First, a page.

Electronic Services Librarian
University of Southern Mississippi
Imagine walking into your bank to make a deposit. As you approach the teller, you decide to ask about current CD rates. After asking your question, the frazzled teller says “Well, they’re on that big sign right behind me. Look for yourself!” If this attitude became the norm at your bank, you would probably begin to look for another bank one that treated you as a respected customer. Now transfer this same scenario to a library setting: the bank customer is the patron and the teller is the librarian. If that patron doesn’t receive the service she expects, she now has other choices, like fee-based agencies, database connections, or simply not using the library.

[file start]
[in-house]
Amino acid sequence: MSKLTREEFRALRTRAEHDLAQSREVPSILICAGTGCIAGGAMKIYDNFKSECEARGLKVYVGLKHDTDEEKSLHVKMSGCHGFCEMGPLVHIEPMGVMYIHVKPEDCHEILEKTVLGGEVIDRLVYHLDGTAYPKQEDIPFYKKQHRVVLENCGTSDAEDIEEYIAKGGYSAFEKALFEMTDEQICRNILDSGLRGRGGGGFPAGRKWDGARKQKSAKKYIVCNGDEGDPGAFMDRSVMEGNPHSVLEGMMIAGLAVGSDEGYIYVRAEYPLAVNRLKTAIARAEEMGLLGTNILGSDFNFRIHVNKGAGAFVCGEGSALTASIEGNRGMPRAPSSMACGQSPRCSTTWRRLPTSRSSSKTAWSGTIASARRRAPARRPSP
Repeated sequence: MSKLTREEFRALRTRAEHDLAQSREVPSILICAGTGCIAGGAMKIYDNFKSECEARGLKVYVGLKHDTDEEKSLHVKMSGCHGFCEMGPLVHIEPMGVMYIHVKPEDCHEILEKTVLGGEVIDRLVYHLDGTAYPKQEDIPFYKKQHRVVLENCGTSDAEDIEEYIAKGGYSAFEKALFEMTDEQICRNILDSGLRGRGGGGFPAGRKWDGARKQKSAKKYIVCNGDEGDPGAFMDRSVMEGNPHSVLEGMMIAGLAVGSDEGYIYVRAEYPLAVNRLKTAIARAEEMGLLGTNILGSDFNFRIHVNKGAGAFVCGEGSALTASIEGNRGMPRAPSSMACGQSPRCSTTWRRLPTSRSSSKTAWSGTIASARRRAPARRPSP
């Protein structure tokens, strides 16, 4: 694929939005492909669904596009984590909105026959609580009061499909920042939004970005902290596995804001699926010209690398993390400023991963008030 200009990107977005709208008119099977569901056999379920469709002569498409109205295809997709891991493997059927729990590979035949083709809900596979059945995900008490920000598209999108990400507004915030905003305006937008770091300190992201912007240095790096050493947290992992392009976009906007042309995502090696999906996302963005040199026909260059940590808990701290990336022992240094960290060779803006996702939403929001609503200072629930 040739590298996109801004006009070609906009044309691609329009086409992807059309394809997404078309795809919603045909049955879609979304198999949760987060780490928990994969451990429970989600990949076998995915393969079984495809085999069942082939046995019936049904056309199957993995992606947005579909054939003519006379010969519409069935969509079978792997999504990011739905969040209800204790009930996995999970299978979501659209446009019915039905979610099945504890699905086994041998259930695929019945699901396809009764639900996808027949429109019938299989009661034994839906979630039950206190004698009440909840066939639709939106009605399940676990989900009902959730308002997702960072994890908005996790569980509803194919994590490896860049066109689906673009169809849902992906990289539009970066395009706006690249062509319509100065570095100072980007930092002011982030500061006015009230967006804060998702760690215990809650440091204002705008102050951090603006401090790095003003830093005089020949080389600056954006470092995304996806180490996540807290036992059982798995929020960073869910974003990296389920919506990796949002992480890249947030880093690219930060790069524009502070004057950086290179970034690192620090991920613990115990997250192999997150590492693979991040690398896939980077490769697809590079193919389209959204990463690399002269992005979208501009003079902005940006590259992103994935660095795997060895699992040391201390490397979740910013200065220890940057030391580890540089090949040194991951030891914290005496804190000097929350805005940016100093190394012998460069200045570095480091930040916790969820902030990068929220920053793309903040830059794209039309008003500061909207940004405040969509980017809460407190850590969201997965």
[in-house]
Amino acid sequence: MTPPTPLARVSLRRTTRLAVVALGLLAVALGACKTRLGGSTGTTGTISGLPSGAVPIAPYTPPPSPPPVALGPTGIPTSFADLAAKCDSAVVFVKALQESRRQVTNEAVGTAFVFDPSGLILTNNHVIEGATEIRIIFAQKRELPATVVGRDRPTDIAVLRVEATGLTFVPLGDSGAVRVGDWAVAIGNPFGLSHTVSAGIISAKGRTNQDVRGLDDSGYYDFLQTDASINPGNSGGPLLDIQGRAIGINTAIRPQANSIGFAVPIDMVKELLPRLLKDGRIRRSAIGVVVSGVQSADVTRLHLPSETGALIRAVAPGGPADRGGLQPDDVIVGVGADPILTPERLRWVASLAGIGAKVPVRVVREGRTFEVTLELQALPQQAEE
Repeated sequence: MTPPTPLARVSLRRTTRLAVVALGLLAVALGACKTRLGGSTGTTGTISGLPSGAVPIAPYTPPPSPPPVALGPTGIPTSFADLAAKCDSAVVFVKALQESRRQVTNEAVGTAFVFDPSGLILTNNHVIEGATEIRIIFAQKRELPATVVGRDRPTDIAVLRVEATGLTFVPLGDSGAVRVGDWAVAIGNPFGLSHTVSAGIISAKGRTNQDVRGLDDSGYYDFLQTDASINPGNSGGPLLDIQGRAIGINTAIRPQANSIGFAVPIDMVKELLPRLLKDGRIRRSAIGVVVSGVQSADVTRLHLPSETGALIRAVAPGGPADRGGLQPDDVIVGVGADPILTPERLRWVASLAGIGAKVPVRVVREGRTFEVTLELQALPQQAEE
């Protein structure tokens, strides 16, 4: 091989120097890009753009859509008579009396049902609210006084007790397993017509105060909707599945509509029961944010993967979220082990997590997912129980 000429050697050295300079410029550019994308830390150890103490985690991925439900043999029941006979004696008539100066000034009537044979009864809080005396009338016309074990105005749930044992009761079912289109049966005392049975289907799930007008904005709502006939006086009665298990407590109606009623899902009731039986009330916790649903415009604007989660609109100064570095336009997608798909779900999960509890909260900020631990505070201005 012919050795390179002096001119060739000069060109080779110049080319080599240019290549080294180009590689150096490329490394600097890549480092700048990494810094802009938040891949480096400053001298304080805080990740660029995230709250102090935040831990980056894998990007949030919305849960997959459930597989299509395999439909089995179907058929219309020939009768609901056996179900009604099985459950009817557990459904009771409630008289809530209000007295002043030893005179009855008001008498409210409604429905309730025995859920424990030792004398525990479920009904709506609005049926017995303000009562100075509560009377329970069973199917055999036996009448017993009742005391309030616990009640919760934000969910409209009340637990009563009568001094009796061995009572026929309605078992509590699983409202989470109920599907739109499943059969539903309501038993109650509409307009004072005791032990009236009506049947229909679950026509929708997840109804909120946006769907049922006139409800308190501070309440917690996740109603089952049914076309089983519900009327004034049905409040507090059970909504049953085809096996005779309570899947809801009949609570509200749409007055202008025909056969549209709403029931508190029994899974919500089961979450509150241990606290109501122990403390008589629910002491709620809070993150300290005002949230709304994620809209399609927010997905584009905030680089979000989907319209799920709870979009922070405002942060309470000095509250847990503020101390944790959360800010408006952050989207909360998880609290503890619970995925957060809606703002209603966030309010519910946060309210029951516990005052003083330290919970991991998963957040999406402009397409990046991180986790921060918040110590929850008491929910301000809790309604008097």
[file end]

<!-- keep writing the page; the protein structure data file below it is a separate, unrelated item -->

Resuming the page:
This article, which discusses how the concept of customer service can translate to a library setting, is arranged in three sections: 1) a discussion of the current state of customer-service orientation in the library; 2) an examination of top-ranked service providers in the corporate world and their philosophy of customer service; and 3) the viability of adapting a service mentality to the library setting.